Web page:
Wicks & Fuel


Lamps were mainly fuelled by olive oil, though extracts from fish, nuts, and plants were also used.  The oil was poured into a central chamber through openings in the discus called pour holes.  A wick is inserted into the fuel chamber through the nozzle, which on occasion will show signs of burning. The majority of lamps have only one nozzle, due to the costly fuel consumption by those with multiple; a lamp with four wicks would produce four times the heat and light than a single nozzled lamp, but would also consume 4 times the fuel, and therefore incur four times the expense.  Generally made of linen, the wicks were a factor in flame longevity.  D. M. Bailey experimented with burning times for 1 fluid ounce of oil.  He found that a thin wick burned for 3 hours, as opposed to a wide wick that burned in only 90 minutes. Despite the width, there was little to no difference in the size of the flame.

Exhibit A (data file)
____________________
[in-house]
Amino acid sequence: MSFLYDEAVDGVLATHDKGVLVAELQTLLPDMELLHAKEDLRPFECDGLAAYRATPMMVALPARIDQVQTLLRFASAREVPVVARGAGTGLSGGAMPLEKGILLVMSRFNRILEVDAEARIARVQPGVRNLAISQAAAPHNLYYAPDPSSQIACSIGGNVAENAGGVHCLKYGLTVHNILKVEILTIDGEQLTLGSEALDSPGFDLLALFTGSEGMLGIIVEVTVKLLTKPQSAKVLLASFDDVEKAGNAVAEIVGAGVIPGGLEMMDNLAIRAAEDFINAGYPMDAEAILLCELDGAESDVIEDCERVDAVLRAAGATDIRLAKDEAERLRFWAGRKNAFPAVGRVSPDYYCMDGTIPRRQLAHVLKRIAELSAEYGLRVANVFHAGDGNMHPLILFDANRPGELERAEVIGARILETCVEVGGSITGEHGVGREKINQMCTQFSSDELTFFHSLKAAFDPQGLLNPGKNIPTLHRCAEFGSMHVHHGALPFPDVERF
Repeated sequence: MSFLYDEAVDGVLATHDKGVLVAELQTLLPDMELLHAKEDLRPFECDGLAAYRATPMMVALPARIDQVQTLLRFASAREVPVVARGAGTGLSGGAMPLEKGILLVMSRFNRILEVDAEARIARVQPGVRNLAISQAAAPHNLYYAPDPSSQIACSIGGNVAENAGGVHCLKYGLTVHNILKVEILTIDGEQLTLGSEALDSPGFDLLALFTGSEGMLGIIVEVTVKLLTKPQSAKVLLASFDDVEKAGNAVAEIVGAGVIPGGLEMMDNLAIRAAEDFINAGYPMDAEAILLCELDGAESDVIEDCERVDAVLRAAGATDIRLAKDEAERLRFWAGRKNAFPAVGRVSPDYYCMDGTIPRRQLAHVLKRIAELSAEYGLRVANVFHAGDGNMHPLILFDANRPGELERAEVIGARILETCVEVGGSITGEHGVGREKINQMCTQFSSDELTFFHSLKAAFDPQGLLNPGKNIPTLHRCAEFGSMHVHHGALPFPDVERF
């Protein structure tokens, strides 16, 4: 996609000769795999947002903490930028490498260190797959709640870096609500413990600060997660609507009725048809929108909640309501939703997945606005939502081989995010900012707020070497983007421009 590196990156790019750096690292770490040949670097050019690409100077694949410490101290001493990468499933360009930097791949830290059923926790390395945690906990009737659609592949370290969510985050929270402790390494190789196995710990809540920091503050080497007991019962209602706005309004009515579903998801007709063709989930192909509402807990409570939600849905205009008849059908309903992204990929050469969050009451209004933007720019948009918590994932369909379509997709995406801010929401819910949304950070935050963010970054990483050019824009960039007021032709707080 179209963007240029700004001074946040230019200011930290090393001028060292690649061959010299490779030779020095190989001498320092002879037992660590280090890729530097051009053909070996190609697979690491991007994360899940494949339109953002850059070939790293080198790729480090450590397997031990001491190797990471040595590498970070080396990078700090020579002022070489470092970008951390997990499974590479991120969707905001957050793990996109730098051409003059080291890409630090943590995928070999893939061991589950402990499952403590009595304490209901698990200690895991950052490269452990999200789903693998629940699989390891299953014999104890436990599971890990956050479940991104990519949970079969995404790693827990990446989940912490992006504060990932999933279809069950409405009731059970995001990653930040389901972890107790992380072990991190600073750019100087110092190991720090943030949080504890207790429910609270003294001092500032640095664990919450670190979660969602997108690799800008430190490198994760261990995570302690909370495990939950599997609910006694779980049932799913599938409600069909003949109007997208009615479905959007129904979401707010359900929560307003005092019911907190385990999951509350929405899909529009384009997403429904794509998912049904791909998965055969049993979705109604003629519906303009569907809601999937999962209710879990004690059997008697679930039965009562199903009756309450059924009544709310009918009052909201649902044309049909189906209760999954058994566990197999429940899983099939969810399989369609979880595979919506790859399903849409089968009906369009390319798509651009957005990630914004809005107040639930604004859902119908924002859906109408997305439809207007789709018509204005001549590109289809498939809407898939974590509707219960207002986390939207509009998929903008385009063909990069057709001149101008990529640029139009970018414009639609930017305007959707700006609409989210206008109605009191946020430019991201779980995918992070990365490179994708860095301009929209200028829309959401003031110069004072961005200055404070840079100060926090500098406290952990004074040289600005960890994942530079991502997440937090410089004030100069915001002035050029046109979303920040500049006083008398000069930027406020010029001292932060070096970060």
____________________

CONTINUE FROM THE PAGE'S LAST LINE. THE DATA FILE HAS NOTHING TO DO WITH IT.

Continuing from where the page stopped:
Lit Oil Lamp

African Red Slip Lamps

Shows burning around nozzle

Both 5th - 7th centuries AD

Louvre, Paris